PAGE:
Huawei Smartphones (or, at a minimum, willful blindness thereto), Huawei has encouraged end users to directly infringe the ‘304 Patent by using these devices. 6 Huawei has marketed,

promoted, and instructed users to use these devices in an infringing manner. This marketing, promotion, and instruction has specifically included instructions to use the device’s functionality to download apps, games, music, videos, books, magazines, and/or ringtones. Huawei knew of and intended to cause its end users’ direct infringement and is therefore liable for inducing their infringement of the ‘304 Patent under 35 U.S.C. § 271(b). 22. As a result of its infringement of the ‘304 Patent, Huawei has damaged DataQuill.

Huawei is liable to DataQuill in an amount to be determined at trial that adequately compensates DataQuill for the infringement, which by law can be no less than a reasonable royalty. 23. Because Huawei knew of the ‘304 Patent and its infringement thereof (as detailed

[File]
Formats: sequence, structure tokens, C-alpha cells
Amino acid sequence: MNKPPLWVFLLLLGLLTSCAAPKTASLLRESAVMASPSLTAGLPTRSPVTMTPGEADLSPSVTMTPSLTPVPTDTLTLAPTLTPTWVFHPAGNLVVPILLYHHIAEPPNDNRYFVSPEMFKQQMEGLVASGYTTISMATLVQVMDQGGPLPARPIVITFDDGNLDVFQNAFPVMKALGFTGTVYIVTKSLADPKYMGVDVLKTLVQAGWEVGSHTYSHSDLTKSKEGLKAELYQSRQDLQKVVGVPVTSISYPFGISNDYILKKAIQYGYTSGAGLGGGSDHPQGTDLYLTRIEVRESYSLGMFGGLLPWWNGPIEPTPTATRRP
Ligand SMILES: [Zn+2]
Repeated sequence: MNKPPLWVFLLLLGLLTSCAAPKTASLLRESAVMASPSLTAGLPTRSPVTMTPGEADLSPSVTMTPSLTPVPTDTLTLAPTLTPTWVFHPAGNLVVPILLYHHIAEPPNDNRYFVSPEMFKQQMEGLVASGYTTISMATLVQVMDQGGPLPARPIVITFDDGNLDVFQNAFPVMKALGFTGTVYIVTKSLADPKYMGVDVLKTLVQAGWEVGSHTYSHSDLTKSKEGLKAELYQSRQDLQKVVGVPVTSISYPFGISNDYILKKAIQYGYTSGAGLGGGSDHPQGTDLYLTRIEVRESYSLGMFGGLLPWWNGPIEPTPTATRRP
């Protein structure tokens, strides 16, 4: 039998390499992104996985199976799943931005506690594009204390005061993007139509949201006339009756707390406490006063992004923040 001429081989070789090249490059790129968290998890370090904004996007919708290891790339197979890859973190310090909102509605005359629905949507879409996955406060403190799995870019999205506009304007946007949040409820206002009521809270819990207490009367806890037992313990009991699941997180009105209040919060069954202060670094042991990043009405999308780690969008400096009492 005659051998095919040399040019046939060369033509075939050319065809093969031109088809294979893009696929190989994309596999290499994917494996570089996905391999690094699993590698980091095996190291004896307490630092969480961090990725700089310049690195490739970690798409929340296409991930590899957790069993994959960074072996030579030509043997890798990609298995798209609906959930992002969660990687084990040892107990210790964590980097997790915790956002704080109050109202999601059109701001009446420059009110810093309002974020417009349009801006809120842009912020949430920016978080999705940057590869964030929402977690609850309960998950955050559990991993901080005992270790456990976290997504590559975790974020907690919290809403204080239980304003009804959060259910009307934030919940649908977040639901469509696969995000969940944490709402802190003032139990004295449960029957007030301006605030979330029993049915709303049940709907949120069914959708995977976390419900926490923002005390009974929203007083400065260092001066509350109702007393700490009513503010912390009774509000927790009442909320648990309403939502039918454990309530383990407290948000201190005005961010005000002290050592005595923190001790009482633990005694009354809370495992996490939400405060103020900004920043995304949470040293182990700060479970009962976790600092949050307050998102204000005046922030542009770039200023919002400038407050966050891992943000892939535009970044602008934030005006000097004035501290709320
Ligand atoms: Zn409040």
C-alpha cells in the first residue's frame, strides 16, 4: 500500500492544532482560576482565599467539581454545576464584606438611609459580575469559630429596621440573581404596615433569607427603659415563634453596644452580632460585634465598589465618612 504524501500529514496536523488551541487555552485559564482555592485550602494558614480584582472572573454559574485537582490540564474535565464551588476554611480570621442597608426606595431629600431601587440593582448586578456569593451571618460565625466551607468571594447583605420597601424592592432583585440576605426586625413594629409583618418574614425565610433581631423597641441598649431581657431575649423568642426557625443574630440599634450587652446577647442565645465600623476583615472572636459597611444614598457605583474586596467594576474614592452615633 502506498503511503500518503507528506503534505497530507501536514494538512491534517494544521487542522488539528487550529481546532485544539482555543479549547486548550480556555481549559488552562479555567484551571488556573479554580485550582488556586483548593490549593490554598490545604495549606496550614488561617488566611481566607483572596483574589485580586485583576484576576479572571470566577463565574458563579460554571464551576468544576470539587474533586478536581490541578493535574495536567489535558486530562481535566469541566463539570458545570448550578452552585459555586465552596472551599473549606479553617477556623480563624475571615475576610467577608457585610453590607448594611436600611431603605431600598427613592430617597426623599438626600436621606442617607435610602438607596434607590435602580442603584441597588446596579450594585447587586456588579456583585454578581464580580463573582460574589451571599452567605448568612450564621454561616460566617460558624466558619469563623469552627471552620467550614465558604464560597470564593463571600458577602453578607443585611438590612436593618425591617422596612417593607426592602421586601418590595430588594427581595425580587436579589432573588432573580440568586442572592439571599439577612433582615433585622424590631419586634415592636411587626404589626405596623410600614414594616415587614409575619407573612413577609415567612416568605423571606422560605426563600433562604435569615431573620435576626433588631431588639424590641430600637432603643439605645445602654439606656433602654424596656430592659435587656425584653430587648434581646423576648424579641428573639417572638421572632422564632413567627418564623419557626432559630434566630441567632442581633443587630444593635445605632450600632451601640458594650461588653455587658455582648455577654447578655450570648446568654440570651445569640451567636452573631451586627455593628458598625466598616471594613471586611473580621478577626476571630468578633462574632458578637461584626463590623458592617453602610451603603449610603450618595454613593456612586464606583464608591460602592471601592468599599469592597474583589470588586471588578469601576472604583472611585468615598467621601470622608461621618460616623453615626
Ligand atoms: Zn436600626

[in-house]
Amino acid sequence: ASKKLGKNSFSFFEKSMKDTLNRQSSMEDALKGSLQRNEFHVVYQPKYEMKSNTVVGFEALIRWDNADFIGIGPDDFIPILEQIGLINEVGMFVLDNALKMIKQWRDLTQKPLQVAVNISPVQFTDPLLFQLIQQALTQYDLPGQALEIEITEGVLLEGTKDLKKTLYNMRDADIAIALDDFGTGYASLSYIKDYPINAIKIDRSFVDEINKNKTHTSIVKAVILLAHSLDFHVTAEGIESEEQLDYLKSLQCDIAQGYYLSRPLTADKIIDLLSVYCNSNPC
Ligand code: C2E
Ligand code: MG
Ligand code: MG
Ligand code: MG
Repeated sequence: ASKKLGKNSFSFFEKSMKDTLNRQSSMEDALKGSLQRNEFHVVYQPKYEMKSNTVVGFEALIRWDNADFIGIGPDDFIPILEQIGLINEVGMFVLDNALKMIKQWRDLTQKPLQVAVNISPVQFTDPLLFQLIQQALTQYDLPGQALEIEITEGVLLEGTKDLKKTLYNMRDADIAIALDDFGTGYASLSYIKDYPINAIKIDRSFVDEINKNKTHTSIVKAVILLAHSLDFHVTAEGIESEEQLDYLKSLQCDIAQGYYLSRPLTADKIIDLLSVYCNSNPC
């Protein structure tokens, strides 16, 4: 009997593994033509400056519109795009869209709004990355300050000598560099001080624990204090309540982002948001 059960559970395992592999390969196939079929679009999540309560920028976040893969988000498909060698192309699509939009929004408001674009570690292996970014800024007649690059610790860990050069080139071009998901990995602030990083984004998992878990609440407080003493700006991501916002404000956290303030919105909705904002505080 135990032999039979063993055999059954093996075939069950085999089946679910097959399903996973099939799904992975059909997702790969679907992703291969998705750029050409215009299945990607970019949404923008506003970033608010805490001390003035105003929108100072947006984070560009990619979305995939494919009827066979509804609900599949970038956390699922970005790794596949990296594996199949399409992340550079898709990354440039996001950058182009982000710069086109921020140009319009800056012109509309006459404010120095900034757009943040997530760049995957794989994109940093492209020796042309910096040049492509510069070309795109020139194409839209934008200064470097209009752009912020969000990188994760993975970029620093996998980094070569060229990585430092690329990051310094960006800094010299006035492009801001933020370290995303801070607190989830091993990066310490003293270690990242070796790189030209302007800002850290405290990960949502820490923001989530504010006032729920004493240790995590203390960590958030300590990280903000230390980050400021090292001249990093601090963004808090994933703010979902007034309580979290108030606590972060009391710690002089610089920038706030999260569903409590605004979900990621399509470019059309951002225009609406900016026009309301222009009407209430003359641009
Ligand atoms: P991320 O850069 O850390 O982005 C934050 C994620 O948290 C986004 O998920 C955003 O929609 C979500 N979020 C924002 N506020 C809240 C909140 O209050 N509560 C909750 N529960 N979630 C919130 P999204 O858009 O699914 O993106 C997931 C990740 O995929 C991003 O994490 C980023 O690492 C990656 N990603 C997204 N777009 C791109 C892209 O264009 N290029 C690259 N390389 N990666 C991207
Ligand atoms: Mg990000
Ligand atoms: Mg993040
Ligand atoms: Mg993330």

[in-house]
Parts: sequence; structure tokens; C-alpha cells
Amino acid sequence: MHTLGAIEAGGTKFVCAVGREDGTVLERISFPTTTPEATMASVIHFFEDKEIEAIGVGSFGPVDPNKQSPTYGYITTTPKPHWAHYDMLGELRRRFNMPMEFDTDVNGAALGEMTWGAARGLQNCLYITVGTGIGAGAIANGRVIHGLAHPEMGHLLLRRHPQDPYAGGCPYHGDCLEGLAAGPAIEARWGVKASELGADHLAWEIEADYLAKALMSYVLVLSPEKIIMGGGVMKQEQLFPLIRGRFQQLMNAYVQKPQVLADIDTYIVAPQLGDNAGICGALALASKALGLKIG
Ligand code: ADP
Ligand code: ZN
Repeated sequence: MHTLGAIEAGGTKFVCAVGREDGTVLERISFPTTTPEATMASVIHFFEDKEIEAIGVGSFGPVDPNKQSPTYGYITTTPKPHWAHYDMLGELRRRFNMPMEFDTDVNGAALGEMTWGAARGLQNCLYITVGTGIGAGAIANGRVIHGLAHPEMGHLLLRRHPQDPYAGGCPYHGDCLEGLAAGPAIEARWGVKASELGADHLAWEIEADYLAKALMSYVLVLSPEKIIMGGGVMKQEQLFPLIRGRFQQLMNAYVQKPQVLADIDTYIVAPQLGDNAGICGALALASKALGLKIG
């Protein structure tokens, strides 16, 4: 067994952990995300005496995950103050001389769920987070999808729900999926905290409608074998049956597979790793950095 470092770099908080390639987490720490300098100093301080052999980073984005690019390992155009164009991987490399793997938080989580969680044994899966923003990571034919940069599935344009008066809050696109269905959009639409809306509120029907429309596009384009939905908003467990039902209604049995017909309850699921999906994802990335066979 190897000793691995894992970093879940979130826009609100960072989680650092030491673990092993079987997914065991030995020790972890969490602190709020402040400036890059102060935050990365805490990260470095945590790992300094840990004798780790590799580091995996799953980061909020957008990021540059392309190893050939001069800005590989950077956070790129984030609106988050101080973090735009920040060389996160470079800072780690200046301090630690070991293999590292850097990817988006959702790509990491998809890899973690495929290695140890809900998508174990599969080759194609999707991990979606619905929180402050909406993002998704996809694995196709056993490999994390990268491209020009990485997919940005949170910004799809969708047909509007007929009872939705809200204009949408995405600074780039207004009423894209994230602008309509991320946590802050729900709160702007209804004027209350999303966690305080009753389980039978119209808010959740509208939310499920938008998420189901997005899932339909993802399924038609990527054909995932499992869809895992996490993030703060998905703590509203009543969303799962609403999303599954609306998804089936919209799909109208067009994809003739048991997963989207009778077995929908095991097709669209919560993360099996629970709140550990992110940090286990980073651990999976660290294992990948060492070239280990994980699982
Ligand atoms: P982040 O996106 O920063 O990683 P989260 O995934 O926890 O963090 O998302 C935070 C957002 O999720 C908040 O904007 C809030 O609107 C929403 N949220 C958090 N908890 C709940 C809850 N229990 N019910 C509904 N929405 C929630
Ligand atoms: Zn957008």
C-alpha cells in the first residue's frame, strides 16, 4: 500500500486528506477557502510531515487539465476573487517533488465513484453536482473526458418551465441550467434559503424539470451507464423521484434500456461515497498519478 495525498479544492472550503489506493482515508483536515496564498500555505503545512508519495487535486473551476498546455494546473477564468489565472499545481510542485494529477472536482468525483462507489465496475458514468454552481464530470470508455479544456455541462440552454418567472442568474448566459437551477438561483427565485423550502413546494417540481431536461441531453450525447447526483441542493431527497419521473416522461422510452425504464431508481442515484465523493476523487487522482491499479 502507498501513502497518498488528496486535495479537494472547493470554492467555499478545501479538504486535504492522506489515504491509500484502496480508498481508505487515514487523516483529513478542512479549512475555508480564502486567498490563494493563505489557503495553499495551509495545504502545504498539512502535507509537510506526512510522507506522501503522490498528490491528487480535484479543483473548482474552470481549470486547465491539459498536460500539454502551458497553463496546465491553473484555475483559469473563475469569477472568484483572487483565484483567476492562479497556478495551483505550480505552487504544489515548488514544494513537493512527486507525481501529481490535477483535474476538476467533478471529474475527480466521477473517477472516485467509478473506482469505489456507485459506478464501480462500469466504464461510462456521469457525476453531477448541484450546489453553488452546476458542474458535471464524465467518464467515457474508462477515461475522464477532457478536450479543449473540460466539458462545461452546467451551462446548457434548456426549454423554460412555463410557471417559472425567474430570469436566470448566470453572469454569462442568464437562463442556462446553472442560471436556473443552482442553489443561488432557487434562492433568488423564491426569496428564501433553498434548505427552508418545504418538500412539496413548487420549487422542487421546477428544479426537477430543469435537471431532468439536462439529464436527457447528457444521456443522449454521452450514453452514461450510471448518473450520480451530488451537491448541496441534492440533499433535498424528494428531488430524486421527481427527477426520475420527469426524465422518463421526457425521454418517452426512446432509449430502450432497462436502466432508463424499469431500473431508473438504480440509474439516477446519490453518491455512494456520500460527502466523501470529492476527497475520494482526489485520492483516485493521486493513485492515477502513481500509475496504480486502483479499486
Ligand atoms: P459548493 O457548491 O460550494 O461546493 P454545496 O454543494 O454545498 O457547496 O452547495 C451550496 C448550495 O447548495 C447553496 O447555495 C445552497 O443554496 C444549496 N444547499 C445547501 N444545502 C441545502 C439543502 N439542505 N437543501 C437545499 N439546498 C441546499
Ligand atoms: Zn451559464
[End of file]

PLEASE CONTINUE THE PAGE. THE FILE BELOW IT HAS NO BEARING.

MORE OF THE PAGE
above), Huawei’s infringement of the ‘304 Patent is therefore willful and deliberate, entitling DataQuill to increased damages under 35 U.S.C. § 284 and to attorneys’ fees and costs incurred in prosecuting this action under 35 U.S.C. § 285. COUNT II: INFRINGEMENT OF U.S. PATENT NO. 7,139,591 24. 25. DataQuill incorporates the foregoing paragraphs as if fully set forth here. On November 21, 2006 the USPTO duly and legally issued United States Patent

No. 7,139,591 (“the ‘591 Patent”), entitled “Hand Held Telecommunications And Data Entry Device” to DataQuill Limited. On October 29, 2009, the USPTO issued an Ex Parte

Reexamination Certificate for the ‘591 Patent. The ‘591 Patent claims priority to and is entitled to the filing date of the ‘304 Patent. DataQuill owns the ‘591 Patent and holds the right to sue and recover damages for infringement thereof. 26. Huawei has been and now is directly infringing the ‘591 Patent in the state of